By: A. Thiollier
Science is advancing faster than ever, and many are beginning to question whether technology will overtake human occupations. Studies have found that almost 50% of jobs are at risk of automation, displacing 400 to 800 million people from their current occupations by 2030. Although subtle, the changes are in motion already. If you think about it, is there something you’ve observed a machine or screen doing instead of a human? I can personally think of a few examples. Automatic checkout counters in supermarkets, ordering food from a screen instead of from a human. Before I started to research for this article, I hadn’t thought about the fact that these seemingly harmless and helpful tools might have caused someone to be let off from their jobs. What then? What do you do when a robot takes your career?
Before we look at possible ways forward, what jobs are at risk? Many occupations have a predicted 100% chance of being automated in the near future. Factory machine operators, phone operators, cashiers, and similar jobs are the most at risk of being automatized sooner rather than later. Among the jobs that are least likely to be automatized are therapists, social workers, and surgeons. As a general rule, jobs relating to STEAM fields that require repetitive, structured motions have a much higher probability of being replaced by robots.
Although this information seems alarming at the very least, it might not be as severe as most are making it out to be. While atomization will take many human jobs, it will also create opportunities for more jobs. Despite the fact that theoretically nearly 50% of jobs can be replaced, only about 5% can actually be fully done without any human help. Additionally, room for working in industries less likely to be automized will increase in many fields. A drastic increase in the number of elderly people will create an estimated 35 million new jobs in healthcare worldwide. And that’s just one example. Jobs in fields such as IT professionals, executives, educators, and builders are expected to experience job growth due to automation. Although many will lose their jobs, it is not apparent that they will also suffer unemployment because of this.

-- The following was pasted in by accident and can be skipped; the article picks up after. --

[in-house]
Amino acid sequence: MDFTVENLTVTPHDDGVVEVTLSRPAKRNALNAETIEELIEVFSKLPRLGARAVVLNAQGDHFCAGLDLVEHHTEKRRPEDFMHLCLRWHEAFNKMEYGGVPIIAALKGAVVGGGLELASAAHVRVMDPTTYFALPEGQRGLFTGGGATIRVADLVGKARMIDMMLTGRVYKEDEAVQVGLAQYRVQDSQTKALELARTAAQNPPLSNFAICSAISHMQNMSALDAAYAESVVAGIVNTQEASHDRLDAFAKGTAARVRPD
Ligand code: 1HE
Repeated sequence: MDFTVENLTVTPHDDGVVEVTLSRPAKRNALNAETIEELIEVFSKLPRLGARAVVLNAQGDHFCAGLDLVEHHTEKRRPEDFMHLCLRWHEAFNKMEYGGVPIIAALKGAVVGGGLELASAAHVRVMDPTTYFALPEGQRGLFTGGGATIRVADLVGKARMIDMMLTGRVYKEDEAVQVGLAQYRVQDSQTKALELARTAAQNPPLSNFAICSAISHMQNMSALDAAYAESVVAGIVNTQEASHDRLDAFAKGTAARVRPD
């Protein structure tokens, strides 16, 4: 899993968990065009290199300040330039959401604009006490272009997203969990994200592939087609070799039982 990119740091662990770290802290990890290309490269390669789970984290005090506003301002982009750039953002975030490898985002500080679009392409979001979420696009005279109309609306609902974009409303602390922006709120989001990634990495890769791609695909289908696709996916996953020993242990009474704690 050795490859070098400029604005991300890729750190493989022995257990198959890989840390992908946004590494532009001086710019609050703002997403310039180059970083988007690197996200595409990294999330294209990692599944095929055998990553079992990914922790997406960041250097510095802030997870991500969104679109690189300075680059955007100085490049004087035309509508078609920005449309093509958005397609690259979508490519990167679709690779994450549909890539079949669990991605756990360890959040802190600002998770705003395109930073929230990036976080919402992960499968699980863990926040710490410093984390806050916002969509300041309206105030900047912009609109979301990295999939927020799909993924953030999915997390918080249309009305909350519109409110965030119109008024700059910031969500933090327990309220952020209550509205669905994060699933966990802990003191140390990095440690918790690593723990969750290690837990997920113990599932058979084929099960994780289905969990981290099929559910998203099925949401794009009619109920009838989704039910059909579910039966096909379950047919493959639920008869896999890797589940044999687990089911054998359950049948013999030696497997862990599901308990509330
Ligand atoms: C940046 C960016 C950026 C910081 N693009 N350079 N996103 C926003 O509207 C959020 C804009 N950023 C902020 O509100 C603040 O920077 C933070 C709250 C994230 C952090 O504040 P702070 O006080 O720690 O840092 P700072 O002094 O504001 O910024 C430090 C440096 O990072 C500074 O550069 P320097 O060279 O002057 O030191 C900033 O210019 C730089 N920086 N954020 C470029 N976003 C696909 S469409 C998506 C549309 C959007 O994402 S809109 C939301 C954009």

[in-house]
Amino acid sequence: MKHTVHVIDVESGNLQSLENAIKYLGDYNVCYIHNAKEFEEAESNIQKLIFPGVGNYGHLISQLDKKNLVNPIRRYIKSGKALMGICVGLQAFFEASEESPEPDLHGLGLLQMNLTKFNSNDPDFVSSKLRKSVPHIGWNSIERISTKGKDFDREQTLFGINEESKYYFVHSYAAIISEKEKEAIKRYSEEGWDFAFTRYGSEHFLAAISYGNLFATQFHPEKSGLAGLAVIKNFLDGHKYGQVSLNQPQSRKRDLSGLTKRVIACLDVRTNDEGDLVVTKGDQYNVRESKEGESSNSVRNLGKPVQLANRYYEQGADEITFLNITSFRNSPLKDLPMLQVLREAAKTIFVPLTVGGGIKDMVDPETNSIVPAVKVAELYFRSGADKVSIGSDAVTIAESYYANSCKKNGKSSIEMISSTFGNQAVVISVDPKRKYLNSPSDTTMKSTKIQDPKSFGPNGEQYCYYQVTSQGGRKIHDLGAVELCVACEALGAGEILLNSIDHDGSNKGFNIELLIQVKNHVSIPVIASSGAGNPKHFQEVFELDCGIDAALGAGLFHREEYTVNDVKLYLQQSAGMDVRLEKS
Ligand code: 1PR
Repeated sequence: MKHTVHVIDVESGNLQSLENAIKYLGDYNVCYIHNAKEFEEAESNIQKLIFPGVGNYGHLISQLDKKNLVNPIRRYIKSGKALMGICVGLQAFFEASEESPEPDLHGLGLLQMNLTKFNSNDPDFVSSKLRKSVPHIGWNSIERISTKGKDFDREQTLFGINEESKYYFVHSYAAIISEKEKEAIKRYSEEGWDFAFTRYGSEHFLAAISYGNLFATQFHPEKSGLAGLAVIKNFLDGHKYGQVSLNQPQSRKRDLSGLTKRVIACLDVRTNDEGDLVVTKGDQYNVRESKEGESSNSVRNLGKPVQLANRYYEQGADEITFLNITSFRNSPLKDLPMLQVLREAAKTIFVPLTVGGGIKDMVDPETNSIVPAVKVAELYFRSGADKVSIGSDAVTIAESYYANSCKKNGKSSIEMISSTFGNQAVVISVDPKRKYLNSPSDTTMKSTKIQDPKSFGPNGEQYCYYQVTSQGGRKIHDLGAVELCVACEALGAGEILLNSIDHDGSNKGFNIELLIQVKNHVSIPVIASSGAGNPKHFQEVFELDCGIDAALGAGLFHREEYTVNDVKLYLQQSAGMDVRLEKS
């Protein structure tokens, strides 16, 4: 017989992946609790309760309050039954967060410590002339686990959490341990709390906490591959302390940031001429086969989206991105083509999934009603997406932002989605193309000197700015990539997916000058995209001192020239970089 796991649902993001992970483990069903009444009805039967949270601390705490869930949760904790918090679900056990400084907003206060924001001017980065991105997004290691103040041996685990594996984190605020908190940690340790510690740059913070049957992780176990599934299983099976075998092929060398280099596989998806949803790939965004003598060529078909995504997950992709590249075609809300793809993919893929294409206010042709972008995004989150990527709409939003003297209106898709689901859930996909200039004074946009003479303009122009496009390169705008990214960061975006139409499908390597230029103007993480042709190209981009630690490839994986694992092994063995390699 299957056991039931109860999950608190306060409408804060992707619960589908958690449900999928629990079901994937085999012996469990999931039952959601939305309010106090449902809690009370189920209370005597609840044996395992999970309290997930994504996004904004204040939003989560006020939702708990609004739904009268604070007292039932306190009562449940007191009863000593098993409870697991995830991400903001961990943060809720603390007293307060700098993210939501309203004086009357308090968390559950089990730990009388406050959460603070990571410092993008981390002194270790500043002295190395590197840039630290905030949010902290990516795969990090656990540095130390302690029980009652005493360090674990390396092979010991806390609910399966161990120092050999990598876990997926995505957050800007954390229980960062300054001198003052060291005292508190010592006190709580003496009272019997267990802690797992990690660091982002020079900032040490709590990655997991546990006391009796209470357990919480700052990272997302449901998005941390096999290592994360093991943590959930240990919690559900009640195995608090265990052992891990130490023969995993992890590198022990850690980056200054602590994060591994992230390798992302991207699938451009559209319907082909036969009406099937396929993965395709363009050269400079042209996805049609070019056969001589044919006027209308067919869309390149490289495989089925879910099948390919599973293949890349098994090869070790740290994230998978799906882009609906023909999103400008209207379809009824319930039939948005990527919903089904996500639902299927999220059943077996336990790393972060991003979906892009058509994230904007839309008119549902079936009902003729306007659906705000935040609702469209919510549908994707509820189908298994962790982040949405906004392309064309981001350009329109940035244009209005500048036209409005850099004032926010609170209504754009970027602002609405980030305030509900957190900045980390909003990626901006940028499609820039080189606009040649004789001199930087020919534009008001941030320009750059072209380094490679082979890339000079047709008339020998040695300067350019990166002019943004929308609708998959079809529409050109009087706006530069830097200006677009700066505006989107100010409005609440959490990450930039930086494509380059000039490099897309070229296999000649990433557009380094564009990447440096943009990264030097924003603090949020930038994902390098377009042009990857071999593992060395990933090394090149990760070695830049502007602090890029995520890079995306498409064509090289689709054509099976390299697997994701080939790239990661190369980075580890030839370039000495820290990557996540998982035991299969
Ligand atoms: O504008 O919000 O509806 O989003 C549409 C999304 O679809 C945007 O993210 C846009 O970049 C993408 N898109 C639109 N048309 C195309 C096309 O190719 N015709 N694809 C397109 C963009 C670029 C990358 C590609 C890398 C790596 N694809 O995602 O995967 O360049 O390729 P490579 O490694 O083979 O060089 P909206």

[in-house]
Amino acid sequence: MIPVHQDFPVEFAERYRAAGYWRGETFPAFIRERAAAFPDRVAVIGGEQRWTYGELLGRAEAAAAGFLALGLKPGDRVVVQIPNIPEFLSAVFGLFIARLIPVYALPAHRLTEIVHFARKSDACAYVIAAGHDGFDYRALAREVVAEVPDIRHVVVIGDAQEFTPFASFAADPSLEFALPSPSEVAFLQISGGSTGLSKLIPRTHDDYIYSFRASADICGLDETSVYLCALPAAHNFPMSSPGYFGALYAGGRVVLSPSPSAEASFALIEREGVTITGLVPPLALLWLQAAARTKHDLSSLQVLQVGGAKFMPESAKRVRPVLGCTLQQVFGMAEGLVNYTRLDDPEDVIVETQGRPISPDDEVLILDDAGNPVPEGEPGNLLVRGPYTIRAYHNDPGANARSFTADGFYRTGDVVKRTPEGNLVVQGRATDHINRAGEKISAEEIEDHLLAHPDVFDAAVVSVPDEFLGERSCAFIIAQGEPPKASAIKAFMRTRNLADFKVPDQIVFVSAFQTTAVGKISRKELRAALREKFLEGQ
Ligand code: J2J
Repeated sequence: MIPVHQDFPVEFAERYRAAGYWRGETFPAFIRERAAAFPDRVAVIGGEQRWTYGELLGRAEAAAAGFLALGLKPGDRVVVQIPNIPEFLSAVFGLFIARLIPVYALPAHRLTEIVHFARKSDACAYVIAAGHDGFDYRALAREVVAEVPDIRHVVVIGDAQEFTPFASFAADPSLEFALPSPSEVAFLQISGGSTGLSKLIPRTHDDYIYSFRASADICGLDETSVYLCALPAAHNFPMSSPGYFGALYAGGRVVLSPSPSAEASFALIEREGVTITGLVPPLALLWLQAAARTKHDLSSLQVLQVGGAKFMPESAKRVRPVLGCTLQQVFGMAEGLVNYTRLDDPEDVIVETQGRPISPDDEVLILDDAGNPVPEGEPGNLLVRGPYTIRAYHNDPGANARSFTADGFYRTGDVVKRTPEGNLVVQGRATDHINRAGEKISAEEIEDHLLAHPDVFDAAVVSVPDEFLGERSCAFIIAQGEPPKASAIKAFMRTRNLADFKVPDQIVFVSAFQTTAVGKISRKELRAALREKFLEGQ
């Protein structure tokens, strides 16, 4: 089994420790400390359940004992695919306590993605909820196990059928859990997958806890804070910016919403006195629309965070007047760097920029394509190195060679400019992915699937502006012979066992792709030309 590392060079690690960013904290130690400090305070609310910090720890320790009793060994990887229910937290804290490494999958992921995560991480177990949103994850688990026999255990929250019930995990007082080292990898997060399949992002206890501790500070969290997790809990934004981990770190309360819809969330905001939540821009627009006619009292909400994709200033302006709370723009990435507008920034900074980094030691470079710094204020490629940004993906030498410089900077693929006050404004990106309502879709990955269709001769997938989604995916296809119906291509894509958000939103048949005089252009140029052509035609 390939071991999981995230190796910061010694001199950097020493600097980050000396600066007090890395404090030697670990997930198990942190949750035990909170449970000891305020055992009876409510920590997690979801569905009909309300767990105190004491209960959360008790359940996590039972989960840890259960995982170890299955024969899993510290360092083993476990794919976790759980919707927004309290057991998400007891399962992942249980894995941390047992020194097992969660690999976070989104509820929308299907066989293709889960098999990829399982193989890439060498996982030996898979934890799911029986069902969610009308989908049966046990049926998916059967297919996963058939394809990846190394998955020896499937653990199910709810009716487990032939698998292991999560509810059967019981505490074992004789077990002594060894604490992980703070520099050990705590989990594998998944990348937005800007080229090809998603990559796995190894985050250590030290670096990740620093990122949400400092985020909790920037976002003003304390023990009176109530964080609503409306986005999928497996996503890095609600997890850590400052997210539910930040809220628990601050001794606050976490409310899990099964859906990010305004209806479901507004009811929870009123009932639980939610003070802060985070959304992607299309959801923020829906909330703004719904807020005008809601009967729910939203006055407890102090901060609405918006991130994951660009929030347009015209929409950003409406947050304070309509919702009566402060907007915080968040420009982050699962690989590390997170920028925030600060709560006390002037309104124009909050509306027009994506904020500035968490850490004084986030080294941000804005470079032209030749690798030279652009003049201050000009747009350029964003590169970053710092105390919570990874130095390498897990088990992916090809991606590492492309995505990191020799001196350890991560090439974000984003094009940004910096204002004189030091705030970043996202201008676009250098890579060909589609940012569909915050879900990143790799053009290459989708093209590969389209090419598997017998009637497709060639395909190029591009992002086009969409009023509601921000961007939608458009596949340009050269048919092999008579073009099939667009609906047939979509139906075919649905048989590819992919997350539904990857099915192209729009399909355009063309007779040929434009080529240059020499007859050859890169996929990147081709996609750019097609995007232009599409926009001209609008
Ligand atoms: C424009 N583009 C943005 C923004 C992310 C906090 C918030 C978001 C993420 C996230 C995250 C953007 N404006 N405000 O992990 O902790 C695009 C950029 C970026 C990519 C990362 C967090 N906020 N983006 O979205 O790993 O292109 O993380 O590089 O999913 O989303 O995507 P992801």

However, it has been predicted that of the 400 to 800 million who will lose their jobs from automation, up to 375 million might have to switch occupations, learning new skills to do jobs unrelated to their previous fields. This might be one of the largest issues resulting from the transition to automation. Countries and businesses will need to provide support to workers, helping them and providing them with possibilities to learn new professions so that they can thrive at new jobs. Although it may seem like it will be a life-changing move, automation is not something that we must be worried about. The world is developing, but if people are attentive and the world takes the necessary measures, this transition is nothing to worry about.
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